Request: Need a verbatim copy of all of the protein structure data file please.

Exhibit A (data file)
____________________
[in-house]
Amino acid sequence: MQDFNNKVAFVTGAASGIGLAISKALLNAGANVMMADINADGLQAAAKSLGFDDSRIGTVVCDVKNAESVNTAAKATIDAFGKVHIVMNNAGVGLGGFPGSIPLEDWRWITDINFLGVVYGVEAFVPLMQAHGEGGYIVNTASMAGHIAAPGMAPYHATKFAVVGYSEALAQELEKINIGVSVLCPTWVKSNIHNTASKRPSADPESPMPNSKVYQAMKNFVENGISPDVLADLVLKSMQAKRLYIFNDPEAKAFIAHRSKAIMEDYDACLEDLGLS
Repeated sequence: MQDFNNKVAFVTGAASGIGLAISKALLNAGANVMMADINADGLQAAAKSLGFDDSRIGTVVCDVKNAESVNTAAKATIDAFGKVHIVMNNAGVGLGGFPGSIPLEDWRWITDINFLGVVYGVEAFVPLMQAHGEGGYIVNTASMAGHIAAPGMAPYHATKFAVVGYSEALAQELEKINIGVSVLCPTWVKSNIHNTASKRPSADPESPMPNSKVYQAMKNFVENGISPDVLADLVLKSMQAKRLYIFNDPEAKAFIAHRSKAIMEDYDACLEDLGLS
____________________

[in-house]
Amino acid sequence: MQDFNNKVAFVTGAASGIGLAISKALLNAGANVMMADINADGLQAAAKSLGFDDSRIGTVVCDVKNAESVNTAAKATIDAFGKVHIVMNNAGVGLGGFPGSIPLEDWRWITDINFLGVVYGVEAFVPLMQAHGEGGYIVNTASMAGHIAAPGMAPYHATKFAVVGYSEALAQELEKINIGVSVLCPTWVKSNIHNTASKRPSADPESPMPNSKVYQAMKNFVENGISPDVLADLVLKSMQAKRLYIFNDPEAKAFIAHRSKAIMEDYDACLEDLGLS
Repeated sequence: MQDFNNKVAFVTGAASGIGLAISKALLNAGANVMMADINADGLQAAAKSLGFDDSRIGTVVCDVKNAESVNTAAKATIDAFGKVHIVMNNAGVGLGGFPGSIPLEDWRWITDINFLGVVYGVEAFVPLMQAHGEGGYIVNTASMAGHIAAPGMAPYHATKFAVVGYSEALAQELEKINIGVSVLCPTWVKSNIHNTASKRPSADPESPMPNSKVYQAMKNFVENGISPDVLADLVLKSMQAKRLYIFNDPEAKAFIAHRSKAIMEDYDACLEDLGLS